REVIEW: ‘Voyagers’ Brings Sci-Fi to Lord of the Flies

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Voyagers

When it comes to Young Adult stories, especially those about teens being left to their own devices with no supervision, all take direction from Lord of the Flies. It’s present in just about every YA television show about the end of the world, and in Lionsgate’s Voyagers, it present in outer space too. A story about how teens react when they’re finally free from adult and medical control, the film offers up a story that, while rooted in science fiction, leans hard into a psychological thriller. Written and directed by Neil Burger, the film stars Tye Sheridan, Lily-Rose Depp, Fionn Whitehead, Chanté Adams, Isaac Hempstead Wright, Viveik Kalra, Archie Madekwe, Quintessa Swindell, Madison Hu, and Colin Farrell.

In Voyagers, the human race has been nearly decimated on Earth, and there is only one hope; colonizing a distant planet. But, instead of relying on the common sci-fi use of stasis pods, this film takes a different route to the stars: a future generation. In order to have a successful mission, scientists send a ship into space with its crew’s children, and then their children are set to be the future of the colonizing mission. The group of young men and women is bred for intelligence and obedience, but they uncover disturbing secrets about the mission. After an accident, the teens begin to defy their training and begin to explore their most primitive natures. As life on the ship descends into chaos, they’re consumed by fear, lust, and the insatiable hunger for power.

With Richard, the adult in charge of them gone, a power vacuum forms with Zac focused on taking it and Christopher focused on maintaining a semblance of order. In their struggle for control, the threat of an alien that can enter people’s bodies causes the teens both to descend into chaos and become compliant sheep to Zac’s building megalomania. The characters around the two, while interesting, serve as little more than fodder for Zac’s game. That said, it isn’t a bad thing.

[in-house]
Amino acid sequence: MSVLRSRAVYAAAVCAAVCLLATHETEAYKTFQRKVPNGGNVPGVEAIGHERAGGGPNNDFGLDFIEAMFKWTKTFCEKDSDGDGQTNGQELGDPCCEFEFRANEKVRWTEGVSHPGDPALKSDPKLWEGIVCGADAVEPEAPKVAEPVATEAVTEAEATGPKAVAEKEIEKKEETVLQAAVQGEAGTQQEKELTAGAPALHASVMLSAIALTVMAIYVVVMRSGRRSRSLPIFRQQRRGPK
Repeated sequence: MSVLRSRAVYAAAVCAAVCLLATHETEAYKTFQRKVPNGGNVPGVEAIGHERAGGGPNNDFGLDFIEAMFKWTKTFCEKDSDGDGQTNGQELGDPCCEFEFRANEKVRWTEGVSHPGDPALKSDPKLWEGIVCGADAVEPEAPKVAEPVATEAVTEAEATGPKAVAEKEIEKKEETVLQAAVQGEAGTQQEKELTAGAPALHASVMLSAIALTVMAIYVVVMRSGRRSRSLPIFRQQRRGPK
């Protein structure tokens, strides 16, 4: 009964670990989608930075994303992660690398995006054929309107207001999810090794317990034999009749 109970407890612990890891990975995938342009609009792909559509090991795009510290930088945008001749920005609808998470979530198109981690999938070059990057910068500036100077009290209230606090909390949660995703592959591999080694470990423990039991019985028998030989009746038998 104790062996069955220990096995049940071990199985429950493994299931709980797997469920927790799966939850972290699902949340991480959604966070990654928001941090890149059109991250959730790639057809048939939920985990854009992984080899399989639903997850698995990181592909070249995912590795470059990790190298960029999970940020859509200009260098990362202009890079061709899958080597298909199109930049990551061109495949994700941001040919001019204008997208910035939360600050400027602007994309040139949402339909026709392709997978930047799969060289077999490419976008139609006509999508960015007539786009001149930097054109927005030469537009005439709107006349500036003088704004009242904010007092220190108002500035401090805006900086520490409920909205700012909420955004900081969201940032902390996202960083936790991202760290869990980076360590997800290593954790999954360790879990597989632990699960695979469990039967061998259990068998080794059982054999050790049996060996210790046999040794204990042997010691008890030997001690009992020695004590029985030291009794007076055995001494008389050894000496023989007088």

The crux of Voyagers is how people react to fear, how it controls them, and how even children raised without violence can quickly turn to it. With many notes hitting elements from Lord of the Flies, boar hunt, and all, this film isn’t necessarily original. That said, it is well done — specifically when it comes to the young cast’s acting ability. As Zac, Whitehead is menacing and charismatic, a combination that makes him perfect for the cult leader role he begins to play. As the teens discover death, murder, and the darker sides of their nature, Zac exploits it all.

On the other side, Sheridan and Depp give performances that hold their own, but when on screen with Whitehead, they lose ground. While they’re good characters and have a strong on-screen presence, Whitehead’s charisma and anger consume everyone else in the scenes once he gets going.

As much as the sci-fi setting gives the plot a foundation, the film isn’t about the bells and whistles of the ship or even the threat of aliens lurking. It’s the human factor, and while the film is predictable in how it unravels, it is thrilling to watch. The virus that caused the need to colonize means nothing, the plan for the future is rarely touched, and even being in the void of space only comes into play a handful of times. The kicker here is that because the teens are in space, there is no return to civilization. There is no normalcy, and they have to create their own path forward.

All that said, Voyagers is about as gripping a thriller you can get in the YA demographic. And to be honest, it’s well worth the watch just for Whitehead’s performance.

Voyagers releases in theaters on April 9, 2021.

Voyagers
  • 7/10
    Rating - 7/10
7/10

TL;DR

All that said, Voyagers is about as gripping a thriller you can get in the YA demographic. And to be honest, it’s well worth the watch just for Whitehead’s performance.